Gardeners will claim a victory Tuesday if the Wichita City Council approves an amended drought strategy.
Food-producing gardens that utilize drip irrigation or hand watering would be exempt from watering restrictions until the city reaches drought crisis levels under an amended plan returning to the council.
The new plan by council members Jeff Longwell and James Clendenin is a nod to those who rely on their annual gardens to grow food, council members said.
The plan is in response to the looming water shortage earlier this year, when the city’s water supply was threatened as the region moved into the third year of a major drought.
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“I might suggest that we add some kind of language for those types of opportunities – community gardens, people growing their own food,” Longwell said last week. “I would think we’d want to address that.”
“It’s concerning to me, too,” Clendenin added. “My thought is that at least in Stage 3 we be able to still allow irrigation if you’re irrigating a certain way. Although I don’t know how you’d police that.
“But if we’re at 35 percent in Cheney (Reservoir, a water emergency), I don’t think you need to address that situation.”
The proposed four-stage plan would be triggered at each stage by average yearly conservation pool levels at Cheney Reservoir, a primary water source for the city. It still contains some hefty fines – up to $500 for repeat violators – but stops short of the controversial $1,000 fine for overusers proposed last spring by city staff members.
The stages include:
• Voluntary conservation – Triggered when the 12-month Cheney water level average moves below 90 percent. No penalties or mandatory restrictions would be imposed. The city will offer rebates to encourage conservation, and a multifaceted public marketing campaign will be launched to raise drought awareness. The water conservation measures launched last summer by the city would continue.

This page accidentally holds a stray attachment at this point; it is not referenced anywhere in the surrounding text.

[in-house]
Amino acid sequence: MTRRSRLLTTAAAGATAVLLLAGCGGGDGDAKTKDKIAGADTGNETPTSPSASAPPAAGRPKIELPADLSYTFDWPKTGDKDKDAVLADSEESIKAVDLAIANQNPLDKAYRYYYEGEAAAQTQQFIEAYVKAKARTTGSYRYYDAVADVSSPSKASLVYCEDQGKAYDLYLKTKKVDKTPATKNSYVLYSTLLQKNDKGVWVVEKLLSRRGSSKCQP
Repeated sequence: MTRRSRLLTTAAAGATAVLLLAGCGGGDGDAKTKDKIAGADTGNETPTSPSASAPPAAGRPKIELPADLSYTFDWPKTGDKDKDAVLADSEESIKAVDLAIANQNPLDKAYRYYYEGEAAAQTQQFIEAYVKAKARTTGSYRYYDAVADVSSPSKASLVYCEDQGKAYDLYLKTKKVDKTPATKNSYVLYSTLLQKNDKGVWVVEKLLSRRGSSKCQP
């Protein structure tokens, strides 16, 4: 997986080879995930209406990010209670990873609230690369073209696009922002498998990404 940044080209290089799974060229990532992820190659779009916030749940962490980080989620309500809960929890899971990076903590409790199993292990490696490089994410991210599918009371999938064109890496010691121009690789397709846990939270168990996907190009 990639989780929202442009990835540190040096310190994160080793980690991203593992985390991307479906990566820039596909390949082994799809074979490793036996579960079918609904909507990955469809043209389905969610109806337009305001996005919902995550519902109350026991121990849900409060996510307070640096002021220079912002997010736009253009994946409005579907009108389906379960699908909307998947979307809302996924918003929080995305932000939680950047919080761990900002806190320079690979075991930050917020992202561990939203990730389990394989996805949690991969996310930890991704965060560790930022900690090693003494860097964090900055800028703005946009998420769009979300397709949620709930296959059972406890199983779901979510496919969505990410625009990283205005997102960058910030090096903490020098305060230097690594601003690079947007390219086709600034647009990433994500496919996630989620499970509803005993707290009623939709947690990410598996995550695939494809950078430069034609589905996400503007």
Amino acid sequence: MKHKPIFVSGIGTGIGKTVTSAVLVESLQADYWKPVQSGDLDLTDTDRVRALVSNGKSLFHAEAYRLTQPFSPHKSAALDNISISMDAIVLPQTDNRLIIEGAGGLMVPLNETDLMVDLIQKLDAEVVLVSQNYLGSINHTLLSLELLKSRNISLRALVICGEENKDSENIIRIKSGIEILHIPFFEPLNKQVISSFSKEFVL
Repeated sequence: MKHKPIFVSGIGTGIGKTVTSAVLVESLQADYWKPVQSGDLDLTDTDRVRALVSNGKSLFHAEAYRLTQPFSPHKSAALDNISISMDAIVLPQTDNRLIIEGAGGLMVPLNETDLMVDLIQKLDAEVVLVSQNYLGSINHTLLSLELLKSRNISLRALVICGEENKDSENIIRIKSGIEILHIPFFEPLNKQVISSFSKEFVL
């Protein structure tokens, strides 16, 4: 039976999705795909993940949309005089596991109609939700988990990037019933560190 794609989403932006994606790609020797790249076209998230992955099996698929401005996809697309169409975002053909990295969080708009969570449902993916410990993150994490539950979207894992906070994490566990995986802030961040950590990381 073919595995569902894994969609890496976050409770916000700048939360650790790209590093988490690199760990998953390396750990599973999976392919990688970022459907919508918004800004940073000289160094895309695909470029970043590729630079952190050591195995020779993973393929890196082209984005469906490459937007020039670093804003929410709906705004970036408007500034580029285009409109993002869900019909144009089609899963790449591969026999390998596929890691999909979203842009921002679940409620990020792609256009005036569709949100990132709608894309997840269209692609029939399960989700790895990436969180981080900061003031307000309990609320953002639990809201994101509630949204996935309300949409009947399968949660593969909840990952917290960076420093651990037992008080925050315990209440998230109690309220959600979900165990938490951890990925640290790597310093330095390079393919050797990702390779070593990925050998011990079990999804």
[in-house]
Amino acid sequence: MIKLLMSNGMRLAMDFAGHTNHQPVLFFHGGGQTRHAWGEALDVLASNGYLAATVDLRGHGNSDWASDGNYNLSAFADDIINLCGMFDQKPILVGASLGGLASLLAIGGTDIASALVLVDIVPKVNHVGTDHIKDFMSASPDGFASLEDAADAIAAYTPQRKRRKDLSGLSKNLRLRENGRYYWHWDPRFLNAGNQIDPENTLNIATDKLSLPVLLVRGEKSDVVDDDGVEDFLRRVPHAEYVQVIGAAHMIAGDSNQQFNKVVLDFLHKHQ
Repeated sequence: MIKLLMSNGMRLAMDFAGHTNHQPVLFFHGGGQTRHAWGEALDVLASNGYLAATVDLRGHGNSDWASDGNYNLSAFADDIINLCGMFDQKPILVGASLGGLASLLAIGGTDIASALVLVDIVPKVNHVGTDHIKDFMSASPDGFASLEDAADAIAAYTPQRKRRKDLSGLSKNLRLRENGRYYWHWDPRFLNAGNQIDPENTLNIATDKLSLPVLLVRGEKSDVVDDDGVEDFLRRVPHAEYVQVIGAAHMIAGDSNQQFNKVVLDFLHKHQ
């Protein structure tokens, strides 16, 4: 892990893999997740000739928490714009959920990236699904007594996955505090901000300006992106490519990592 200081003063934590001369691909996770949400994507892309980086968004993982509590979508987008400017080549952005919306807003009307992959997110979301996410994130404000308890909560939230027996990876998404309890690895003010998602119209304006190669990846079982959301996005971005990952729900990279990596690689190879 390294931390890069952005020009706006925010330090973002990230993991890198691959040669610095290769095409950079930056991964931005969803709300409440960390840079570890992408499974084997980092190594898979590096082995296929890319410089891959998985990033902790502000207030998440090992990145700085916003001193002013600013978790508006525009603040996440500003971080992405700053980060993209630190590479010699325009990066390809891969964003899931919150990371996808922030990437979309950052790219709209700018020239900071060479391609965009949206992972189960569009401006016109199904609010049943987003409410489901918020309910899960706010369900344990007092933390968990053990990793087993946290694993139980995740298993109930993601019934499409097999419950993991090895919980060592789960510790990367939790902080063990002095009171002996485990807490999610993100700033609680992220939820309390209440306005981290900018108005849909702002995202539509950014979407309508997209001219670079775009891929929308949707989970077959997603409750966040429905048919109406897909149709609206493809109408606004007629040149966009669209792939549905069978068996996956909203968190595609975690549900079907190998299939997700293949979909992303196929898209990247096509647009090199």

• Mandatory restrictions – Triggered when the 12-month Cheney water level average moves below 70 percent. Customers would be restricted to one day a week of outdoor water use only during the coolest part of the day from 8 p.m. to 10 a.m. First-time violators would receive a warning, followed by penalties of $50 and $100. Businesses generating economic activity directly from outdoor watering, like golf courses, car washes and greenhouses, would be exempt, as would the specified gardeners. City fountains would remain operational.
• Irrigation bans – Triggered when the 12-month Cheney water level average drops below 50 percent. All outdoor water usage would be prohibited, except for businesses exempted under mandatory restrictions and the specified gardeners. Violators would receive a warning after the first infraction, followed by penalties from $250 to $500. The city would rush all repairs to water main breaks and irrigation leaks and would cut the operating hours at public fountains.
• Declaration of a water emergency – Triggered when the 12-month Cheney water level average moves below 35 percent. All outdoor watering, including by businesses, would be prohibited. All customers would be ordered to decrease their indoor usage by 15 percent, except for area hospitals. It is at this level when gardeners would be prohibited from outside watering. Penalties would range from a warning to a $500 fine, with a flow restrictor installed on the water meters of three-time violators. All city fountains would be shut off.
Water levels remain good at Cheney this month, at about 98 percent in the conservation pool. As a result, the city is drawing a little more of its drinking water than usual from the lake.